Smoke was rising over Gaza as the deadline passed, and CNN‘s correspondent in the Israeli town of Sderot, on the border with Gaza, heard booms coming from the enclave and what he said was the sound of artillery fire. Air raid sirens were also heard in Sderot, CNN reported, although it was unclear whether missiles were fired.

‘We are hearing the sounds of war,’ said Jeremy Diamond in the minutes after the ceasefire deadline passed. ‘And we are not supposed to be hearing that after the truce.’ 

He reported that after the first 20 minutes of tension, the noise subsided and the truce appeared to be in place. 

The ceasefire was agreed for 7am local time on Friday (midnight EST), and Israel immediately issued a statement urging Palestinians in Gaza not to return to their homes in the north.

Avichay Adraee, the IDF spokesman for Arab media, said: ‘The war is not over yet. The humanitarian pause is temporary. The northern Gaza Strip is a dangerous war zone and it is forbidden to move north. 

‘For your safety, you must remain in the humanitarian zone in the south. It is only possible to move from the north of the Strip to the south via Salah al-Din Road. The movement of residents from the south of the Strip to the north is not allowed and dangerous.’ 

Israel's tanks and military vehicles are seen driving out of Gaza on Friday morning

Israel’s tanks and military vehicles are seen driving out of Gaza on Friday morning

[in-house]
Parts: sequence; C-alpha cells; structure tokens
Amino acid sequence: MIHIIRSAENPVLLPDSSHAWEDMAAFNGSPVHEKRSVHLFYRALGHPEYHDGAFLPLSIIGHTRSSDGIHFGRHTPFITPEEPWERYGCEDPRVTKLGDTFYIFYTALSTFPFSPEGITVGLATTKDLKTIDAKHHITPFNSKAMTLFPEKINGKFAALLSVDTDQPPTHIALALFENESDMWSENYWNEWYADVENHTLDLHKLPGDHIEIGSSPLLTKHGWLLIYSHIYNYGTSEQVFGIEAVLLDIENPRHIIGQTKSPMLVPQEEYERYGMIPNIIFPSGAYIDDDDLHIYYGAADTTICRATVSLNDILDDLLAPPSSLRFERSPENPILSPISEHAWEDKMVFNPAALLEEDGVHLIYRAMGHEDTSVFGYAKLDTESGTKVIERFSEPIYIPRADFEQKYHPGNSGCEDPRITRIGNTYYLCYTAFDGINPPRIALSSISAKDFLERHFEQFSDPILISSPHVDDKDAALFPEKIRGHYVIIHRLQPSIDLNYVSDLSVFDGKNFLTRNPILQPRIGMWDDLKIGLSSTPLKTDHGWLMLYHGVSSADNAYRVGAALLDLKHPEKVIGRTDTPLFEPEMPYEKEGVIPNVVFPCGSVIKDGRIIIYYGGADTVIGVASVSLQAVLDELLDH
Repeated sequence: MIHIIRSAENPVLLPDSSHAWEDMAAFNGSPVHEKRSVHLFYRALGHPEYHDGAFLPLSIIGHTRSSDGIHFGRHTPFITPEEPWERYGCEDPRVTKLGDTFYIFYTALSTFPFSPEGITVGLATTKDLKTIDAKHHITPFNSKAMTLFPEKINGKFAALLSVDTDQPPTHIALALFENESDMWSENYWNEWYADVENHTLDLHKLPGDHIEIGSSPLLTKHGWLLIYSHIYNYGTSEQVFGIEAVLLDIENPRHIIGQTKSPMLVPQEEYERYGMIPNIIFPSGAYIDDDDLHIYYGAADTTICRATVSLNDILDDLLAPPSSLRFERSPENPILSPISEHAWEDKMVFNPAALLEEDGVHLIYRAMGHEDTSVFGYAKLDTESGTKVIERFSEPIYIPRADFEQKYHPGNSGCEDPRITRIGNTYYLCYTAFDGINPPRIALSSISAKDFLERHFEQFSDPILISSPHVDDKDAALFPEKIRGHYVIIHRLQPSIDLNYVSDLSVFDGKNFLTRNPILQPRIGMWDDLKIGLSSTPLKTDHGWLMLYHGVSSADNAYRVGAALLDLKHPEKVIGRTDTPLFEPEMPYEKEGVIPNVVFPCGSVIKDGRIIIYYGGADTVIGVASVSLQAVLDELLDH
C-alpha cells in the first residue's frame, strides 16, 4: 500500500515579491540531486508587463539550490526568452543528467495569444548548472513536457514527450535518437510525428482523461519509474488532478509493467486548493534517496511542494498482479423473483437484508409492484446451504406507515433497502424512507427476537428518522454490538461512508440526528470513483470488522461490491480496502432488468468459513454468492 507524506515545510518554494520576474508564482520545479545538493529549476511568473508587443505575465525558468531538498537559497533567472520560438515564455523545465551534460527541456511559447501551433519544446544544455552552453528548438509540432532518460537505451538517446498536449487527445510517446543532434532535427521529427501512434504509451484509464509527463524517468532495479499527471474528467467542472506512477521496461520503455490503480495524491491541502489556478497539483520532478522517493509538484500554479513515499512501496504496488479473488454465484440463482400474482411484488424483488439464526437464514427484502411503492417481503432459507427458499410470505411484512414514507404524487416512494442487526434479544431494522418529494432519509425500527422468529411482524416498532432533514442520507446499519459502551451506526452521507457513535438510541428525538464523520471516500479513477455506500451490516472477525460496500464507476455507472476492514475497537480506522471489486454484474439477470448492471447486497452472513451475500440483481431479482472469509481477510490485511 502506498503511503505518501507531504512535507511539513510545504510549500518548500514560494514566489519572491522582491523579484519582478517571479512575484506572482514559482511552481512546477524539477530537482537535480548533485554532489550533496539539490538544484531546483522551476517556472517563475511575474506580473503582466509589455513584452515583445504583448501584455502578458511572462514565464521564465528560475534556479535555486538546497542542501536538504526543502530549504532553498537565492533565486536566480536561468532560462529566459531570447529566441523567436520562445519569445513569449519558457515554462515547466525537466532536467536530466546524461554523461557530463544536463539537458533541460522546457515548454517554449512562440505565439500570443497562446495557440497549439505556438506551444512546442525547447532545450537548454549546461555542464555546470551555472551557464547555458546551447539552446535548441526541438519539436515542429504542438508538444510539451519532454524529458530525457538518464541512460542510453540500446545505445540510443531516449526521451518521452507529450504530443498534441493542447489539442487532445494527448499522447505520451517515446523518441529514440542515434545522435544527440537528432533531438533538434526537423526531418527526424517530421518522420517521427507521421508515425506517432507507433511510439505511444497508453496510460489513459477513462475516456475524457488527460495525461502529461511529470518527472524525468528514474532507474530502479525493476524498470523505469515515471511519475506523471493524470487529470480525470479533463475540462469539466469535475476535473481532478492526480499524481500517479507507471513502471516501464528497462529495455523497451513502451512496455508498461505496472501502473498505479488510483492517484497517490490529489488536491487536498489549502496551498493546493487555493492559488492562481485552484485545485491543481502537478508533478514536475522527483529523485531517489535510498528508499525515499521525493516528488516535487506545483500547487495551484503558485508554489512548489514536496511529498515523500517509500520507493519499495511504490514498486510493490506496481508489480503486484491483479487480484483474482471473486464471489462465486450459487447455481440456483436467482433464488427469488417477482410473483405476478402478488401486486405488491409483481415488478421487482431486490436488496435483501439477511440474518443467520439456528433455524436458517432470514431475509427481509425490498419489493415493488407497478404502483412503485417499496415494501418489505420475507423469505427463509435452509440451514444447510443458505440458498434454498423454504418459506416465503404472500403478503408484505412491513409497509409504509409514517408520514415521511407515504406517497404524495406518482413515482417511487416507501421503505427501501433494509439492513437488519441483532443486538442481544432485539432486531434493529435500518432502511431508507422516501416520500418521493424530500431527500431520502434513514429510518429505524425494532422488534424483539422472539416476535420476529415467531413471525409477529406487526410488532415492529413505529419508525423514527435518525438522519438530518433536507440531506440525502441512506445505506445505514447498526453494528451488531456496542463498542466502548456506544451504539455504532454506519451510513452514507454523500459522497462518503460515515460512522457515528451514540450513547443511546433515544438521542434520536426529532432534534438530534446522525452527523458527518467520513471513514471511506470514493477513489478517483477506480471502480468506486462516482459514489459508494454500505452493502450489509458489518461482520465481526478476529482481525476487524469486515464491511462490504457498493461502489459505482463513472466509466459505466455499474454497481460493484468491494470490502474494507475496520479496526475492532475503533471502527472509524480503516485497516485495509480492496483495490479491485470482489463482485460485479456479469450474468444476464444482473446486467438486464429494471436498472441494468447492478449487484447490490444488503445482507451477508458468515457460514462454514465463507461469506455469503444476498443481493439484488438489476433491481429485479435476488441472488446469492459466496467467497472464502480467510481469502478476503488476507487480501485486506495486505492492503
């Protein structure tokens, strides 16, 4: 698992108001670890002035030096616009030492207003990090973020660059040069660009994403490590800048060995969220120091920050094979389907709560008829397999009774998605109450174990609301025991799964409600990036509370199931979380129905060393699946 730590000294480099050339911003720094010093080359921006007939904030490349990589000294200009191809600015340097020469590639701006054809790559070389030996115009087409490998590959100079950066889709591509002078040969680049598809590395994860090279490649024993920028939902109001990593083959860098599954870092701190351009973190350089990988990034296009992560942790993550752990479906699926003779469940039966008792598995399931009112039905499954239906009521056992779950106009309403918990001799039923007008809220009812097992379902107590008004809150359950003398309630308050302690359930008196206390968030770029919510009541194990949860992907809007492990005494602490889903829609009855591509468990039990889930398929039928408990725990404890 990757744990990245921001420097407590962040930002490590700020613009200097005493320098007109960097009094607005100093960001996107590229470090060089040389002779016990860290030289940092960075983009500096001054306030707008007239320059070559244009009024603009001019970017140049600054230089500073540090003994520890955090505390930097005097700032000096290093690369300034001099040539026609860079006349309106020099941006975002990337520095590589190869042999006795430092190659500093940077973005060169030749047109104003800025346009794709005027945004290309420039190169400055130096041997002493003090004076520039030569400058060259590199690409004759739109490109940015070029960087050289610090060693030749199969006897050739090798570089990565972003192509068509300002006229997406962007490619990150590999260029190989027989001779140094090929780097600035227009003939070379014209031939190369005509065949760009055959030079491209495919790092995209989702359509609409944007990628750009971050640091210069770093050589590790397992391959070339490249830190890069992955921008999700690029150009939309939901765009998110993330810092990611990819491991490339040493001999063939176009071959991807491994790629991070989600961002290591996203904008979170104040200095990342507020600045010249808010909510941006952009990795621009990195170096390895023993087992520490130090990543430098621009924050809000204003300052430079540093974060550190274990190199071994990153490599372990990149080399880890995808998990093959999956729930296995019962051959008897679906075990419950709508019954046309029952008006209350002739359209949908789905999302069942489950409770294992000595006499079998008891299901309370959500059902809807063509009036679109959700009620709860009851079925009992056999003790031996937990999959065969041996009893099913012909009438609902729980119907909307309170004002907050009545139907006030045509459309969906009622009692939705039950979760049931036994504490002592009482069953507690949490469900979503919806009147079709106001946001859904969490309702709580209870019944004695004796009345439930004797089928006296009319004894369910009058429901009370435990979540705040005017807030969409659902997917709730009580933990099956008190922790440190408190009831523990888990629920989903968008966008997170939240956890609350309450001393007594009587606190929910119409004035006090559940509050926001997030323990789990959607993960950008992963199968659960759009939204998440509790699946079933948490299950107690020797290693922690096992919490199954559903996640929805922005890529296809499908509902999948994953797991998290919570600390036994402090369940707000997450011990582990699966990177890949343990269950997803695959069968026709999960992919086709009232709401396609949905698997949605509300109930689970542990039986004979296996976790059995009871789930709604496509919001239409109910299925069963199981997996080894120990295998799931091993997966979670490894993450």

Palestinians are seen driving away from their temporary shelters on Friday morning, as the ceasefire begun

Palestinians are seen driving away from their temporary shelters on Friday morning, as the ceasefire begun

Palestinians who had taken refuge in temporary shelters return to their homes in eastern Khan Yunis on Friday morning

Palestinians who had taken refuge in temporary shelters return to their homes in eastern Khan Yunis on Friday morning

A woman carries her cat back to her home in Gaza on Friday morning, after staying in a temporary shelter amid the fighting

A woman carries her cat back to her home in Gaza on Friday morning, after staying in a temporary shelter amid the fighting

Palestinians on Friday morning were on the road, returning to their homes as the ceasefire begun

Palestinians on Friday morning were on the road, returning to their homes as the ceasefire begun

Displaced Palestinians are seen returning to their homes in the Gaza Strip on Friday morning

Displaced Palestinians are seen returning to their homes in the Gaza Strip on Friday morning

Thousands of people in Gaza were on the move on Friday morning as the truce begun

Thousands of people in Gaza were on the move on Friday morning as the truce begun

A family is seen leaving their temporary shelter to return home on Friday morning

A family is seen leaving their temporary shelter to return home on Friday morning